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Differences Between Weight Gainers & Protein Powders

by
author image Andrea Cespedes
Andrea Cespedes is a professionally trained chef who has focused studies in nutrition. With more than 20 years of experience in the fitness industry, she coaches cycling and running and teaches Pilates and yoga. She is an American Council on Exercise-certified personal trainer, RYT-200 and has degrees from Princeton and Columbia University.
Differences Between Weight Gainers & Protein Powders
A woman exercising with a dumbbell Photo Credit DAJ/amana images/Getty Images

When you want to build muscle, consuming supplemental protein after a workout can help. While protein alone won't create big guns and a taut frame, combining it with a focused workout routine, hydration and proper sleep will give you an edge on muscle development. The dizzying array of protein powders available can be confusing, though. A pure protein powder is enough to augment many people's weight-training programs. For those who have trouble putting on muscle despite spending hours at the gym, a weight gainer may be necessary.

Why Supplement?

After exercise, your muscles are uniquely poised to absorb amino acids, which are the building blocks of protein. A research review published in a 2014 issue of "Sports Medicine" notes that studies are consistent in proving the benefits of protein supplementation on post-workout muscle growth. Protein powder and weight gainers are two ways to quickly deliver amino acids to worked muscles. You simply mix them with water, milk or juice -- or blend with fruit into a smoothie -- and consume within an hour of your strength-training workout.

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Protein Powders

Whey protein digests quickly and is a favorite among athletes, bodybuilders and recreational exercisers. Soy, egg, hemp and casein are alternative protein powders with slightly different amino acid makeups that may not be as effective in helping with muscle growth. Protein powders usually contain pure protein, with the possible addition of sweeteners and flavorings. Protein powders have only trace amounts of carbohydrates and fats and usually feature about 20 to 30 grams of protein per serving.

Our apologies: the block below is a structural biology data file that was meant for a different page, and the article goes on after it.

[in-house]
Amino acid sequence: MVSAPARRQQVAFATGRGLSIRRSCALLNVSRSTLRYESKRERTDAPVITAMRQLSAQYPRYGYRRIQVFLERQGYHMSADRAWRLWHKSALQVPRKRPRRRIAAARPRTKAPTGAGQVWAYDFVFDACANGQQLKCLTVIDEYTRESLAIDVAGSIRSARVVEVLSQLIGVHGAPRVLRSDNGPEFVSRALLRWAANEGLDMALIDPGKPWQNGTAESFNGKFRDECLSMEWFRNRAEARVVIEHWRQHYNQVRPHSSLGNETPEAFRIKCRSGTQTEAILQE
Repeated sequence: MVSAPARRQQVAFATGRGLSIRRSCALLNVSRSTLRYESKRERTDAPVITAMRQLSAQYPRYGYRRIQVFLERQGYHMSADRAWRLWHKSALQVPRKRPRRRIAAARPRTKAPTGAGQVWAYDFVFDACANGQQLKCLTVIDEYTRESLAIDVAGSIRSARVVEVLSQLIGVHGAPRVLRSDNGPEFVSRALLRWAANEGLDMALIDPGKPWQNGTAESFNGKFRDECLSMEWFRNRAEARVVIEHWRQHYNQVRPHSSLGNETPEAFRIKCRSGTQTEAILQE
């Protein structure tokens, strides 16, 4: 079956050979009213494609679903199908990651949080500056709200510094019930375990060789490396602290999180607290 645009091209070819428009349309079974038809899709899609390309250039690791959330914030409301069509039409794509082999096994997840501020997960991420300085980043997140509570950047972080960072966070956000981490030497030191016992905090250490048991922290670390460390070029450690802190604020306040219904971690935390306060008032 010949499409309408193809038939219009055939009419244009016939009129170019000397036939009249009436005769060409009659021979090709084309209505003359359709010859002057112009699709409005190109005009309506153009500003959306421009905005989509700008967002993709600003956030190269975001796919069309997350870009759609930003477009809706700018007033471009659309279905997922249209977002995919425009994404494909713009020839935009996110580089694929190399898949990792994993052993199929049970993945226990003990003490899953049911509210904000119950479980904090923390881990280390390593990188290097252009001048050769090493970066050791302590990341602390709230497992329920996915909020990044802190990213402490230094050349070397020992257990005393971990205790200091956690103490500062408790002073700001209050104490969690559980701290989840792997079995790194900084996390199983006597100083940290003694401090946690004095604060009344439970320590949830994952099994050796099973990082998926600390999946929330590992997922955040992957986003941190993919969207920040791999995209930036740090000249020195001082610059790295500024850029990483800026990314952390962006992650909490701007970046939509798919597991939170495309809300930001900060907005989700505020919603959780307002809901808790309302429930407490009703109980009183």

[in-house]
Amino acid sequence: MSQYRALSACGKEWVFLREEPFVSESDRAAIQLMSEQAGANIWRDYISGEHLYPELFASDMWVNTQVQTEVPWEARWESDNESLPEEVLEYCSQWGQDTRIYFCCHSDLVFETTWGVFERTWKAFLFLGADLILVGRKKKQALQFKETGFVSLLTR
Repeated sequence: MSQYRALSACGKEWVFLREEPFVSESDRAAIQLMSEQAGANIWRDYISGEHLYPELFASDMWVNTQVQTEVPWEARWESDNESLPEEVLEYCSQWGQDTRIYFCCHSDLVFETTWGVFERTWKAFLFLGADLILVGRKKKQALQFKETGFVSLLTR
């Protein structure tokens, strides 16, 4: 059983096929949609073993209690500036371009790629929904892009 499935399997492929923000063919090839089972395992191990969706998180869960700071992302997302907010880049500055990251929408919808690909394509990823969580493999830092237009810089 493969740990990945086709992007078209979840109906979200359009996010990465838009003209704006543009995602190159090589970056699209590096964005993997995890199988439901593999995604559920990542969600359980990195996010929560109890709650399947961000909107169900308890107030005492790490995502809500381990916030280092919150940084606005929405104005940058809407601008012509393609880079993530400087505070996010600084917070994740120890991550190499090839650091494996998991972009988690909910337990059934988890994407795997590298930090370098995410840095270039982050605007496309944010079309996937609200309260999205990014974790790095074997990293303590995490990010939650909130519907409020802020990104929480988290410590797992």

Weight Gainers

Weight gainer powders feature protein along with added carbs and fats to provide more calories. A ratio of carbohydrates to protein of 2-to-1 is typical -- for example, you might get 60 grams of carbs and 30 grams of protein in a serving. Some weight gainers have more than 100 grams of carbohydrates. The carbs usually come from a mixture of sugars, such as maltodextrin and glucose. While a serving of plain protein powder has between 90 and 120 calories per serving, a weight gainer may have up to 650 calories per serving. Weight gainers often include added supplements, such as additional amino acids, as well.

Which to Choose?

Weight gainers are often marketed toward "hard gainers" -- people who work out hard with weights but typically don't see measurable changes in muscle size even after six or more weeks. Hard gainers benefit from consuming a serious number of calories post-workout to help restore glycogen, or energy, stores in the muscles and replace calories burned. If your goal is to become leaner and more muscular, a plain protein powder is sufficient. Taking a weight gainer could lead to fat gain because you're consuming far more calories than your body needs. Bodybuilding guru Lee Hayward notes that the average person benefits from added protein in the diet but doesn't need added carbohydrates.

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References

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